National Trust celebrates 125th anniversary with plege to become carbon net zero
PUBLISHED: 12:01 12 January 2020
Conservation charity, the National Trust – which owns Shaw’s Corner near Welwyn and Morven Park in Potters Bar – has pledged to become carbon net zero by 2030, as it marks its 125th anniversary.
Plans for a series of new initiatives to step up the battle against climate change were announced by director general Hilary McGrady, including the building of 20 million new trees in 10 years.
She said: "It's our 125th year and the National Trust has always been here for the benefit of everyone. That is why we are making these ambitious announcements in response to what is needed from our institution today.
"As Europe's biggest conservation charity, we have a responsibility to do everything we can to fight climate change - which poses the biggest threat to the places, nature and collections we care for.
You may also want to watch:
"People need nature now more than ever. If they connect with it then they look after it. And working together is the only way we can reverse the decline in wildlife and the challenges we face due to climate change."
Shaw's Corner in Ayot St Lawrence was the country home of playwright George Bernard Shaw for 44 years up until his death in 1950, aged 94 - after which it became a National Trust site.
Morven Park in Potters Bar's Hatfield Road was donated to the trust by Mr AB Sanderson in two parts, the first 20 acres in 1928 and the rest of the park - including the house, which is now a private care home - in 1934.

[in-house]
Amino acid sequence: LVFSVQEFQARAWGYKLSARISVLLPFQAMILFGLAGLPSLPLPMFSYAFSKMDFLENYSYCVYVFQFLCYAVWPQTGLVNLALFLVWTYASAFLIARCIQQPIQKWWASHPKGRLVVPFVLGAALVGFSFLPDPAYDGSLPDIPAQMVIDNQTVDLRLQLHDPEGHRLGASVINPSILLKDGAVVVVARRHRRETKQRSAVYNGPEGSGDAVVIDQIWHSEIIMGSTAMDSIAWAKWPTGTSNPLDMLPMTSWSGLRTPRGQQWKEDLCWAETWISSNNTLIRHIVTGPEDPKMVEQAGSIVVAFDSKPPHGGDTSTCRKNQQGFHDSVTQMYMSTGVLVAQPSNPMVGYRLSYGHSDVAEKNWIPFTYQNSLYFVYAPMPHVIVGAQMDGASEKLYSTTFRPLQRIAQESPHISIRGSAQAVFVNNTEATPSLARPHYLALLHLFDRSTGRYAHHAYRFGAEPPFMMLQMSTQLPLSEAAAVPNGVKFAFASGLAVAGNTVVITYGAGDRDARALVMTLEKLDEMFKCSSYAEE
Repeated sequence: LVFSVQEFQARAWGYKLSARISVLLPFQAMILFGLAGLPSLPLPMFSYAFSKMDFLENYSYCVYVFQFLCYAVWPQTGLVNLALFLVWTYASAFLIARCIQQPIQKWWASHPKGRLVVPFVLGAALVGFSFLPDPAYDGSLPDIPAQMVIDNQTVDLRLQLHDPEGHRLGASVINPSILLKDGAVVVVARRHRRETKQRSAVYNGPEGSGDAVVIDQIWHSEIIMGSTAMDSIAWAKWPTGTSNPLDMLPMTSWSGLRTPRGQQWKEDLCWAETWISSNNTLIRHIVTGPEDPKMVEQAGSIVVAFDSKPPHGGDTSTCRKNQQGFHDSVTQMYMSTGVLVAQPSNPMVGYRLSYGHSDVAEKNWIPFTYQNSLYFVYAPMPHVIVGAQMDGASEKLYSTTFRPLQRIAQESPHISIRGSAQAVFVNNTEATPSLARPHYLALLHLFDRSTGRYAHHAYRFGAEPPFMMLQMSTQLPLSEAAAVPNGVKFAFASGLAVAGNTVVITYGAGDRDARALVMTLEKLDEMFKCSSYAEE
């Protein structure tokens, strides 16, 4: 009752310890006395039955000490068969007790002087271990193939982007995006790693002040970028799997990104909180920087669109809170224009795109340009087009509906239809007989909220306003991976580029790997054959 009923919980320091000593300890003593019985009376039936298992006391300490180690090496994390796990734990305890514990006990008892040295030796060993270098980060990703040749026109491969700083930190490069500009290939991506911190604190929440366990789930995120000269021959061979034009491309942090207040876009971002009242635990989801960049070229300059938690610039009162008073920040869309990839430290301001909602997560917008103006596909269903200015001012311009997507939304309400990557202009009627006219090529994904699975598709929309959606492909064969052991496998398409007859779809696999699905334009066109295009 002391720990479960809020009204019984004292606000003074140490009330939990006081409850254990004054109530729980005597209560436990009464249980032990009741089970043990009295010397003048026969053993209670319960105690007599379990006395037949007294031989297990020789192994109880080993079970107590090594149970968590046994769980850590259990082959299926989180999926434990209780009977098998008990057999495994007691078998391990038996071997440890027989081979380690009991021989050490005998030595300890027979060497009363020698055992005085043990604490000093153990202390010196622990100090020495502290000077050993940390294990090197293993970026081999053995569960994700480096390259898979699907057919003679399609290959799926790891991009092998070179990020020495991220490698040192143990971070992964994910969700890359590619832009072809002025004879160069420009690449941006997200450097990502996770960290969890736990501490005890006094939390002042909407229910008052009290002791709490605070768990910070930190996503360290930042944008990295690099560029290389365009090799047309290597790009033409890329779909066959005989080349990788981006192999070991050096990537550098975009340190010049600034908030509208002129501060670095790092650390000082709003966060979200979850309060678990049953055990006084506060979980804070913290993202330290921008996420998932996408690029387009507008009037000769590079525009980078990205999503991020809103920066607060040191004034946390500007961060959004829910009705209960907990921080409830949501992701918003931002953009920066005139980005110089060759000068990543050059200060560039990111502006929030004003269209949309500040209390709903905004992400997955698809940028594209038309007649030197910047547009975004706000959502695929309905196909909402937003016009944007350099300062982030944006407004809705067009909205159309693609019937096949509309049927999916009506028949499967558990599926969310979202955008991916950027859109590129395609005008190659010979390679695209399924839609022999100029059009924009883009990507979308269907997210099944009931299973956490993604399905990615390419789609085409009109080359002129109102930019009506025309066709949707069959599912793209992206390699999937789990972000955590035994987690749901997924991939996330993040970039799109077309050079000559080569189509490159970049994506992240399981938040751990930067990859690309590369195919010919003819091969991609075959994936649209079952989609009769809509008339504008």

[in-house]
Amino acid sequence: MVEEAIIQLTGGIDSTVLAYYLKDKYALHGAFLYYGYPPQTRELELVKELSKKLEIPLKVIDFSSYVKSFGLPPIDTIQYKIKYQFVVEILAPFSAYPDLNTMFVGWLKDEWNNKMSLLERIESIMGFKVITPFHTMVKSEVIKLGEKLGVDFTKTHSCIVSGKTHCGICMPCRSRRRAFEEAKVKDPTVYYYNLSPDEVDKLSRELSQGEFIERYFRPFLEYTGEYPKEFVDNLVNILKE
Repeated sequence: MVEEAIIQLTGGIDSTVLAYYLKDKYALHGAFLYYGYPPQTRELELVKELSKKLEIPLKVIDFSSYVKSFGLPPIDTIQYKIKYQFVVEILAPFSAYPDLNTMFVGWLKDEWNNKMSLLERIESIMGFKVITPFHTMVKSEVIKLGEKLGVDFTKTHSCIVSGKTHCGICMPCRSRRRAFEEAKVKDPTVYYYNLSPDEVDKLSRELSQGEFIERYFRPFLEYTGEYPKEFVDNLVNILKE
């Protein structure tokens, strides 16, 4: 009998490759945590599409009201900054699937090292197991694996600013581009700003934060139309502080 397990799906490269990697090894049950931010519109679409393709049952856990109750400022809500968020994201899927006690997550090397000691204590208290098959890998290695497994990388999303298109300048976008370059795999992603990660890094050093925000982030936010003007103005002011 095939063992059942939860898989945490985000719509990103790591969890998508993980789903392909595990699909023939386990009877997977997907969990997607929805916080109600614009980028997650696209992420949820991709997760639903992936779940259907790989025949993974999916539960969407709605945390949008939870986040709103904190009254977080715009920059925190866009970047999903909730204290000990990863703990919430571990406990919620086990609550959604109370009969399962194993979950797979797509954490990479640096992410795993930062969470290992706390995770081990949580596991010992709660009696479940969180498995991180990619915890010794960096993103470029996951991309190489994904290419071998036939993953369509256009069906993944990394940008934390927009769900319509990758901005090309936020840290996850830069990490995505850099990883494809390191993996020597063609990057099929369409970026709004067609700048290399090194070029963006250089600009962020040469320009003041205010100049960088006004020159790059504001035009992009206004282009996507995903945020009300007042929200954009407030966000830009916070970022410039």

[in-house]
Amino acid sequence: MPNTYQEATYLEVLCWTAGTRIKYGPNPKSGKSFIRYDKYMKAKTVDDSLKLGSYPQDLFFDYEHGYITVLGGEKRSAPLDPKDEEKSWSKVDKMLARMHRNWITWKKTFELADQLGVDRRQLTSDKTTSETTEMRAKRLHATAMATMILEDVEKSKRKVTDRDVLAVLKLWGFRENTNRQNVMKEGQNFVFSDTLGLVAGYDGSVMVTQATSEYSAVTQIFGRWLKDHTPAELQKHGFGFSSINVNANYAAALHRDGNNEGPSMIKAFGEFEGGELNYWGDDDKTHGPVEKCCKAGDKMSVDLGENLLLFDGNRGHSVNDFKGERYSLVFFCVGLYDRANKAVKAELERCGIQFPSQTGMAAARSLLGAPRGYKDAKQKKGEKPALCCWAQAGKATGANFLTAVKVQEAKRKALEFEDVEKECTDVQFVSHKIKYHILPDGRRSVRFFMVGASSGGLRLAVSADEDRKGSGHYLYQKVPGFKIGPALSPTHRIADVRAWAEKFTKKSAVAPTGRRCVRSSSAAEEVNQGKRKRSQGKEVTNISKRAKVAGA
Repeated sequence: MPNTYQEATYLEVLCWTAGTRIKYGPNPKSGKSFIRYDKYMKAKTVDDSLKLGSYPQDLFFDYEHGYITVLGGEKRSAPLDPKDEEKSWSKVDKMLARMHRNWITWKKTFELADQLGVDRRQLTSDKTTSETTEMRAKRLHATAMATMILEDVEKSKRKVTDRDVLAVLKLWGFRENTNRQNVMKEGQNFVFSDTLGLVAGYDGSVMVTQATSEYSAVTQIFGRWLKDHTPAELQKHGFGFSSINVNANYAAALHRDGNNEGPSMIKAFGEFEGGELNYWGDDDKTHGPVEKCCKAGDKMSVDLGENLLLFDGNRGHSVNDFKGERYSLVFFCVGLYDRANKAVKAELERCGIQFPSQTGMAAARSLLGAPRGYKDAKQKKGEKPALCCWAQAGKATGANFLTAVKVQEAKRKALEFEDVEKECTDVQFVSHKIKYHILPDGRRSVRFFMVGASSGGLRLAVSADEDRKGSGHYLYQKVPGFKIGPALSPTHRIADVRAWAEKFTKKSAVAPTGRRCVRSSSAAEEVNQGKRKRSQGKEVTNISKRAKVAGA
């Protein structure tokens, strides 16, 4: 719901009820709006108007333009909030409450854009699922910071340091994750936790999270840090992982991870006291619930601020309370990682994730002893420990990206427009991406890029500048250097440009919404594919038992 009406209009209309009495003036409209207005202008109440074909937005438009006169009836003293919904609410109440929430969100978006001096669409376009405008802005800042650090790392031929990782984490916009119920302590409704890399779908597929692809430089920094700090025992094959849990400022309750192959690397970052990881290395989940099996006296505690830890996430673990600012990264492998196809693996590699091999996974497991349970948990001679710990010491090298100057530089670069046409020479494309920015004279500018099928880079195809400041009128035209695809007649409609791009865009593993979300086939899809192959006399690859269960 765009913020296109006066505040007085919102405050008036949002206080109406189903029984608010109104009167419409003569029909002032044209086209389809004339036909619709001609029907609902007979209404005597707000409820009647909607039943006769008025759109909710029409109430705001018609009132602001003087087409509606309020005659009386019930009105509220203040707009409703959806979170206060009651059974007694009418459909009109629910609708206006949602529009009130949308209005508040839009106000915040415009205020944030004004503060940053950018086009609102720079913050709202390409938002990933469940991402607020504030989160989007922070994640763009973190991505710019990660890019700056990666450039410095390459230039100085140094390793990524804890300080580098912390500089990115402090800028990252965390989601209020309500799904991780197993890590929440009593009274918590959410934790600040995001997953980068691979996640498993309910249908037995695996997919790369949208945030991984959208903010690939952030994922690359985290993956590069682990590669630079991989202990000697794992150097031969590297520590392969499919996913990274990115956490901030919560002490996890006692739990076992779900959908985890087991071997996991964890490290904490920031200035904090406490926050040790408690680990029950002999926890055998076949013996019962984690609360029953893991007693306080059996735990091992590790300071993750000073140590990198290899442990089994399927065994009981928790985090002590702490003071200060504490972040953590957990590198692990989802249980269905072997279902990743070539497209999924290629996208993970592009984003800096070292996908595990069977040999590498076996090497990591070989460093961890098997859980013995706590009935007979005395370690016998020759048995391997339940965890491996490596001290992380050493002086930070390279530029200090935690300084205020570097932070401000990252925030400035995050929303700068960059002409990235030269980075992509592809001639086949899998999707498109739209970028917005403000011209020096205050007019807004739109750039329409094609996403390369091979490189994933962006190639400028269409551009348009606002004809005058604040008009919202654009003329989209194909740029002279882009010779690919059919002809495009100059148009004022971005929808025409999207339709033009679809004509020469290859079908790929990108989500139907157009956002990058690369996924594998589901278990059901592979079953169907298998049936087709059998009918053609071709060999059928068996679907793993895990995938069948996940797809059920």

In her announcement about the National Trust's plans going forward, Mrs McGrady expressed concern at the disconnection between people and nature when evidence shows people's connection to the natural world is an important predictor of their health and wellbeing, as well as their willingness to act to care for the natural environment and launched a year-long campaign to inspire and connect people to their natural environment to help face down the nature crisis is also being launched by the charity today.
She said: "We have a year of activity planned from tree planting, river and beach cleaning, events that track the dawn across our places, birdwatching, picnics in the wild, cloud watching, painting, writing, creating wild art, foraging for food, walking, cycling, yoga and dancing in the great outdoors - and a celebration of Britain's very own blossom season."
For more on the National Trust go to www.nationaltrust.org.uk.
If you value what this story gives you, please consider supporting the Welwyn Hatfield Times. Click the link in the orange box above for details.